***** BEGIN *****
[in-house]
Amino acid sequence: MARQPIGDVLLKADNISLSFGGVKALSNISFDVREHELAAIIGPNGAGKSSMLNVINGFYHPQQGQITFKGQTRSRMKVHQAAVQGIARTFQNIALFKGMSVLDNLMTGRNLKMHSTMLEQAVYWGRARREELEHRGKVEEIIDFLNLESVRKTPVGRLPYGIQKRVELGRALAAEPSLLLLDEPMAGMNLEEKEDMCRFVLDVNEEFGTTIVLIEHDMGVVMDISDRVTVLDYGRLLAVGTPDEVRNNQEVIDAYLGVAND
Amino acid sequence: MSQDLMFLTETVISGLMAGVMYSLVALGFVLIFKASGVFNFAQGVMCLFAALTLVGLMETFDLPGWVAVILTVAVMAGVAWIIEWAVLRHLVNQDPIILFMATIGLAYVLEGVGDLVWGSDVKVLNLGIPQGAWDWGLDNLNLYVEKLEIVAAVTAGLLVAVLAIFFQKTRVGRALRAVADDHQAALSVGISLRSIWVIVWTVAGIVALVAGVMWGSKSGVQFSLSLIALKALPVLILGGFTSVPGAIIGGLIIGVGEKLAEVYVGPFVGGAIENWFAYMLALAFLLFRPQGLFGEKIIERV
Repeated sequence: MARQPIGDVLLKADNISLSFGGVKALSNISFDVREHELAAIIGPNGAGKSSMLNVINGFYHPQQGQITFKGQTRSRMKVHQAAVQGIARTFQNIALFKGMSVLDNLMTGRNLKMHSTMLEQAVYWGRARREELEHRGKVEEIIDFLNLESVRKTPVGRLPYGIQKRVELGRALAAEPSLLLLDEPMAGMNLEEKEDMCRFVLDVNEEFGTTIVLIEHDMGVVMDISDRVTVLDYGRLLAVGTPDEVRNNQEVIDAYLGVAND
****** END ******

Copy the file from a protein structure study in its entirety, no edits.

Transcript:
[in-house]
Amino acid sequence: MARQPIGDVLLKADNISLSFGGVKALSNISFDVREHELAAIIGPNGAGKSSMLNVINGFYHPQQGQITFKGQTRSRMKVHQAAVQGIARTFQNIALFKGMSVLDNLMTGRNLKMHSTMLEQAVYWGRARREELEHRGKVEEIIDFLNLESVRKTPVGRLPYGIQKRVELGRALAAEPSLLLLDEPMAGMNLEEKEDMCRFVLDVNEEFGTTIVLIEHDMGVVMDISDRVTVLDYGRLLAVGTPDEVRNNQEVIDAYLGVAND
Amino acid sequence: MSQDLMFLTETVISGLMAGVMYSLVALGFVLIFKASGVFNFAQGVMCLFAALTLVGLMETFDLPGWVAVILTVAVMAGVAWIIEWAVLRHLVNQDPIILFMATIGLAYVLEGVGDLVWGSDVKVLNLGIPQGAWDWGLDNLNLYVEKLEIVAAVTAGLLVAVLAIFFQKTRVGRALRAVADDHQAALSVGISLRSIWVIVWTVAGIVALVAGVMWGSKSGVQFSLSLIALKALPVLILGGFTSVPGAIIGGLIIGVGEKLAEVYVGPFVGGAIENWFAYMLALAFLLFRPQGLFGEKIIERV
Repeated sequence: MARQPIGDVLLKADNISLSFGGVKALSNISFDVREHELAAIIGPNGAGKSSMLNVINGFYHPQQGQITFKGQTRSRMKVHQAAVQGIARTFQNIALFKGMSVLDNLMTGRNLKMHSTMLEQAVYWGRARREELEHRGKVEEIIDFLNLESVRKTPVGRLPYGIQKRVELGRALAAEPSLLLLDEPMAGMNLEEKEDMCRFVLDVNEEFGTTIVLIEHDMGVVMDISDRVTVLDYGRLLAVGTPDEVRNNQEVIDAYLGVAND